Costa Rica Protects Local Bean Production

The Government sent a bill that would force local industries to buy national beans.

Wednesday, March 18, 2009

According to what Marvin Barquero reported in his article in Nacion.com, the bill sent by the Executive branch to the Costa Rican Legislative Assembly contains clauses that will protect local bean production.

At present, "producers in Costa Rica are paid about ¢34,000 ($60) for a quintal (46 kilos) of beans, while beans from Nicaragua placed here get ¢22,000 ($39) per quintal, according to a report by The National Association of Grain Industrializers (Caningra)."

More on this topic

Rice Problem in Costa Rica Returns

January 2012

Producers are complaining about the government’s unfulfilled promises to place their crops in the market, and demanding an end to rice imports.

Producers in the Guanacaste area are protesting again, demanding that the government respects a promise agreed last November, which, according to the rice growers, would resolve the placement of more than five thousand tons of rice which has been stored in dry silos, both public and private, since September 2011.

Costa Rica: National vs. Imported Beans

May 2011

The low cost of imported beans is complicating matters for domestic producers who cannot match their prices.

The conditions under which red and black beans can be imported into the country are removing the incentive for the industry to buy grain from local producers.

Examples of this are the 67,611 quintales that were in the hands of northern producers for over a month, pending a decrease in supply which would allow them to sell at the desired price.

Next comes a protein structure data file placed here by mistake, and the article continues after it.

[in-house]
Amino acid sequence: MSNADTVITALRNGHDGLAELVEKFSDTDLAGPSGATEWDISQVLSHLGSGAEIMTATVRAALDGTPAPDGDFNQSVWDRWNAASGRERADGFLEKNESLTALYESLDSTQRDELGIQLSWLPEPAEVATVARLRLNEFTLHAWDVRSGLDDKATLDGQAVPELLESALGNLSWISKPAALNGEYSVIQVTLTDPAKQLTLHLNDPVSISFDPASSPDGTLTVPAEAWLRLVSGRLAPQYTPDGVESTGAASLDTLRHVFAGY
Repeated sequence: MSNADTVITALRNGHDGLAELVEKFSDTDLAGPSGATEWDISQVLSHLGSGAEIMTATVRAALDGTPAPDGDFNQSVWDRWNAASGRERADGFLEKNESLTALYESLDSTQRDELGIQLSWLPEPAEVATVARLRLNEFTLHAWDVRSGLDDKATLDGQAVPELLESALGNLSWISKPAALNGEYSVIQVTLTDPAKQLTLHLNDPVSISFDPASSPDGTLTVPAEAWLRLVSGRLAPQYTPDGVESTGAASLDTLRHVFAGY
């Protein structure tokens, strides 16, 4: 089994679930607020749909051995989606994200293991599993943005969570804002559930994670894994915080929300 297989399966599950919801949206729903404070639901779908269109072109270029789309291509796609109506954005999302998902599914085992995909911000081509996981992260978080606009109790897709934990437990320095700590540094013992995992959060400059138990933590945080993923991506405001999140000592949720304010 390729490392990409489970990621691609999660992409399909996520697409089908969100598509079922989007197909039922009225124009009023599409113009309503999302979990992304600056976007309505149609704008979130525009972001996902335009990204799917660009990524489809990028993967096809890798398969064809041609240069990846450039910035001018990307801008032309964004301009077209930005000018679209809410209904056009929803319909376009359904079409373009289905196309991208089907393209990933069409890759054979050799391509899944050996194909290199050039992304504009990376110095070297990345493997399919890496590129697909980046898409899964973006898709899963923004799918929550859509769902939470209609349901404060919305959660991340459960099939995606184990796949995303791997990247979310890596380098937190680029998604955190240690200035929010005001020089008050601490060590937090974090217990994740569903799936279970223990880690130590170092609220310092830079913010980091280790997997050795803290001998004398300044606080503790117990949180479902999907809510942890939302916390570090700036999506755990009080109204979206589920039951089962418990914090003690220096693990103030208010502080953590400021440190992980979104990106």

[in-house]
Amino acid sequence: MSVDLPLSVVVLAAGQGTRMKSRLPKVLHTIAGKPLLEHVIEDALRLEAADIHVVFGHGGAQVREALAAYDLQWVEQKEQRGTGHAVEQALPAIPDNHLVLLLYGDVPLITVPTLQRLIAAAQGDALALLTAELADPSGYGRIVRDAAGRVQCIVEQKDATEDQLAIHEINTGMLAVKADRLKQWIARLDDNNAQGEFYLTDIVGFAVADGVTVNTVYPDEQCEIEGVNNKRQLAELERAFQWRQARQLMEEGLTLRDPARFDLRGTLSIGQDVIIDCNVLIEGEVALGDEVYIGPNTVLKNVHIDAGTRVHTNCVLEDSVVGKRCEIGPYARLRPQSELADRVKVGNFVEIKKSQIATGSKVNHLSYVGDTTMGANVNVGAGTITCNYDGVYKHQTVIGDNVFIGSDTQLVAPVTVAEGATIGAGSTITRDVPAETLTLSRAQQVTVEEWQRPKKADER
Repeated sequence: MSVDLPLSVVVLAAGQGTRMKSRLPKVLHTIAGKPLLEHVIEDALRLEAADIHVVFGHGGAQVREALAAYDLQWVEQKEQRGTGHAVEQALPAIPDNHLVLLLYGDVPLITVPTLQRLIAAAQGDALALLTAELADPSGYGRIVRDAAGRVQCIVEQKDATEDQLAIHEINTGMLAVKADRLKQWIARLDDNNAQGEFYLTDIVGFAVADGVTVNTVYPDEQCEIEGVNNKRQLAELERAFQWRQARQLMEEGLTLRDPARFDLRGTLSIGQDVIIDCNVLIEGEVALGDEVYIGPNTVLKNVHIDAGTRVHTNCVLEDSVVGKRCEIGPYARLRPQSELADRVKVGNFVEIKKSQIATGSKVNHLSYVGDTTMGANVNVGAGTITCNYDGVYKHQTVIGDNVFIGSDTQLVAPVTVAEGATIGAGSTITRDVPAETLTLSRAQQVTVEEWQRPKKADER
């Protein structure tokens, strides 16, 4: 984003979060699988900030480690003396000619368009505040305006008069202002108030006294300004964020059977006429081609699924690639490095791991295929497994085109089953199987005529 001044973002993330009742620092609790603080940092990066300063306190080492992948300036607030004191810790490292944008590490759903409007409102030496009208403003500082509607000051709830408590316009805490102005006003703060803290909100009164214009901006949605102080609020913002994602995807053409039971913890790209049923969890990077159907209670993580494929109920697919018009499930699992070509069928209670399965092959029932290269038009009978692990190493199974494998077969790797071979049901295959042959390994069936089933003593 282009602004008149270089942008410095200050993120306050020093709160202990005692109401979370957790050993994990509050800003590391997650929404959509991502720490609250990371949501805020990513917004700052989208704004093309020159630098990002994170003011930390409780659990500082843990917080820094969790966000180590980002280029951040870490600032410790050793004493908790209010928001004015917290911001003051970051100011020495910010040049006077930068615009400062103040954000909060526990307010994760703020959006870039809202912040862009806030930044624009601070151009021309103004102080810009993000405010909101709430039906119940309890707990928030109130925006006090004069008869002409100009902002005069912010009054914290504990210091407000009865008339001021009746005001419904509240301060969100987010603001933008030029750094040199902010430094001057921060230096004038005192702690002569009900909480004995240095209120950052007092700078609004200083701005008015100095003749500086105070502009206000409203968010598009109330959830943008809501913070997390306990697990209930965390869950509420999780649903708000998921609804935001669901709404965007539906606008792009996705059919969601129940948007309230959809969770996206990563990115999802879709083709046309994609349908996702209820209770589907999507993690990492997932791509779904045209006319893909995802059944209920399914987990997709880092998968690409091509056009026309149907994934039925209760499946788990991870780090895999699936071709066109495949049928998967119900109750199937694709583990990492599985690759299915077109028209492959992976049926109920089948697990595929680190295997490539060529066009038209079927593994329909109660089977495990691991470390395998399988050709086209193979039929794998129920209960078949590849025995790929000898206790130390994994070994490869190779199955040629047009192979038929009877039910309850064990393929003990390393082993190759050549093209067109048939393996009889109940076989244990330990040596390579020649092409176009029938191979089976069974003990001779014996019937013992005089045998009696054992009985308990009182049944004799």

Costa Rican Bean Growers Announce Protests

April 2010

They announced they will stage public protests, after the national industry refused to buy their domestic production.

Industrial companies find it cheaper to import the product at $48.57 per quintal, than paying domestic growers $68 for each quintal.

Freddy Morera Mena, president of the Veracruz Growers’ Association, explained his region harvested twice as much as usual, and 9.000 bean quintals don’t have a buyer.

Protectionism for Beans in Costa Rica

July 2009

The Legislative Assembly approved in the first debate a project that requires local companies to buy domestically grown beans.

The project establishes that companies that import beans will do so as proportional percentage of the domestic purchases, without paying tariffs.

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